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The Indigenous Writing Project: Contemporary Guaraní Poetry

July/August 2020

Osvaldo Pitoe. Untitled (2020). Ink on paper.

Our July 2020 issue of contemporary Guaraní-language poetry marks the first installment in WWB’s Indigenous Writing Projectan ongoing series that seeks to publish writers working in the world’s many indigenous languages in direct translation into English. Though we have published indigenous literature throughout our seventeen-year history, the Indigenous Writing Project marks a sustained effort by the magazine to increase recognition of indigenous writers in the Anglophone world. In this effort, we have engaged experts and informants to ensure that literatures that live beyond the confines of Western culture are not unduly rendered through its prism or subjected to colonialist and nationalist discourses that seek to evaluate a literature’s worth in juxtaposition to writing expressed in the dominant language of the country or region from which it comes. Our advisors allow us to publish translations directly from indigenous languages into English and ensure that in so doing we respect the nuances particular to indigenous worldviews or to the frequently oral nature of these literatures.

In the current selection, we present poetry whose concerns range from the quotidian to questions of life and death, translated from various dialects of Guaraní into English, Spanish, and Portuguese. Alba Eiragi Duarte and Miguelángel Meza contribute work from Mbyá Guaraní, while Susy Delgado and Alberto Luna add work from Jopara; Damián Cabrera contributes prose poetry originally written in Portunhol Selvagem, a Spanish, Portuguese, and Jopara hybrid. Guest editor Elisa Taber contributes an introduction.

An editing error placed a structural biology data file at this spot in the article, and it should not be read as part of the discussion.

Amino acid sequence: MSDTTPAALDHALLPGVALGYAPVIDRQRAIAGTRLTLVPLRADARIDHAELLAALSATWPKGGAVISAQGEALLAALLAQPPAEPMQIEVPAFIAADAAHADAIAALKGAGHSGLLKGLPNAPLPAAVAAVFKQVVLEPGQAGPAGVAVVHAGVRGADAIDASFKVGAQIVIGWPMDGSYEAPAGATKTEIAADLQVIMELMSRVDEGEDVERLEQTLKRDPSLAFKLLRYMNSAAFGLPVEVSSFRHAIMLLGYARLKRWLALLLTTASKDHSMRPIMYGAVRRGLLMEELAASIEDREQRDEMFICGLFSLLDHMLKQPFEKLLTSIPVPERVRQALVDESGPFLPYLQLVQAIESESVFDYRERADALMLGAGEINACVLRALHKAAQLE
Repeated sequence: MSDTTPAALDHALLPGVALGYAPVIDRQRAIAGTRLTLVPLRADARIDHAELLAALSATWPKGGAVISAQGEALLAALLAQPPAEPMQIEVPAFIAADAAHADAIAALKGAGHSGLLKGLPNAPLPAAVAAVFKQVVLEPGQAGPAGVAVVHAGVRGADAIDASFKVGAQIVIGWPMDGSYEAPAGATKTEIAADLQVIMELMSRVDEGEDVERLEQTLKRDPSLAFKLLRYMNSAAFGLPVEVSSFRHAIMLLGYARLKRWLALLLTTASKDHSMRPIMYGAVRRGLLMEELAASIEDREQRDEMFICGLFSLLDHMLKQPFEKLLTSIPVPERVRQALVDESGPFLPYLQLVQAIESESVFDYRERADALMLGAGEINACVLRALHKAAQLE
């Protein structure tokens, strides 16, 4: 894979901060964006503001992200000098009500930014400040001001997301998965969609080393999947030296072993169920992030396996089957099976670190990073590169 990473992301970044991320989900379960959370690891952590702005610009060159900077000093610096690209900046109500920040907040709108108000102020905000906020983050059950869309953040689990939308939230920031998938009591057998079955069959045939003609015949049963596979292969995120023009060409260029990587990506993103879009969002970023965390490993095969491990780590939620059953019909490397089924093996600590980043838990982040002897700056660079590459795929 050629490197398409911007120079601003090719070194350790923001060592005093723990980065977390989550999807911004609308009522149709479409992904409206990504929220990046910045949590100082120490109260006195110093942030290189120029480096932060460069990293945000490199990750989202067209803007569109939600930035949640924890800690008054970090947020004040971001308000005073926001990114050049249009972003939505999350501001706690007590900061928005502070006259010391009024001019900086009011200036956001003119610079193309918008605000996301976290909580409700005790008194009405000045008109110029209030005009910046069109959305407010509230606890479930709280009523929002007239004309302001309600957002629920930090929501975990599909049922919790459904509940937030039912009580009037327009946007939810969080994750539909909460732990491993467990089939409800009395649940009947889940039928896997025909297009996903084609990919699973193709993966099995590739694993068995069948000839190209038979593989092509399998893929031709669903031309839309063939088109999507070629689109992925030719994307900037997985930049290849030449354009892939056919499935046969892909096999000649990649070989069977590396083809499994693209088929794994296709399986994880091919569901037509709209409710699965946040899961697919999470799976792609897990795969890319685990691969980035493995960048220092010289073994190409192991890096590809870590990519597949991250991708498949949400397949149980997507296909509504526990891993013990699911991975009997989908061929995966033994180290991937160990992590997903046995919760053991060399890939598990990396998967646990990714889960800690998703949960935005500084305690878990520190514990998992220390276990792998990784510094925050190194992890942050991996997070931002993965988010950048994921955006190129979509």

WWB would like to thank Susy Delgado, Alba Eiragi Duarte, and Miguelángel Meza for their translations from the Guaraní into Spanish and Delgado for her work as a cultural consultant providing expertise during the translation process. We also express our gratitude to translators Tracy K. Lewis, Susan Smith Nash, and Elisa Taber for their English translations from the original Guaraní.

Ñe’ ẽ: An Introduction to Contemporary Guaraní Poetry
By Elisa Taber
A real work of Amerindian literature makes perceptible another way of ordering and being in the world.
By Miguelángel Meza
water boils up from grouped stones, grips me.
Translated from Guaraní by Tracy K. Lewis & Miguelángel Meza
My Fire
By Alba Eiragi Duarte
At light of dawn I rise and make fire, / and dry in nascent fire-gleam the space where dew once pearled.
Translated from Guaraní by Tracy K. Lewis & Alba Eiragi Duarte
A hummingbird at sunset
Photo by Ramona Edwards on Unsplash
Our Father Is Tired
By Susy Delgado
a dark stillness / goes about sowing death.
Translated from Guaraní by Susan Smith Nash & Susy Delgado
By Alberto Luna
I alone / plunge my roots / and outstretch my branches.
Translated from Guaraní by Susan Smith Nash & Susy Delgado
By Damián Cabrera
Silvio wanted to escape, race across the sown fields with his long rhea legs until he reached some place where no one could see him.
Translated from Portunhol Selvagem by Elisa Taber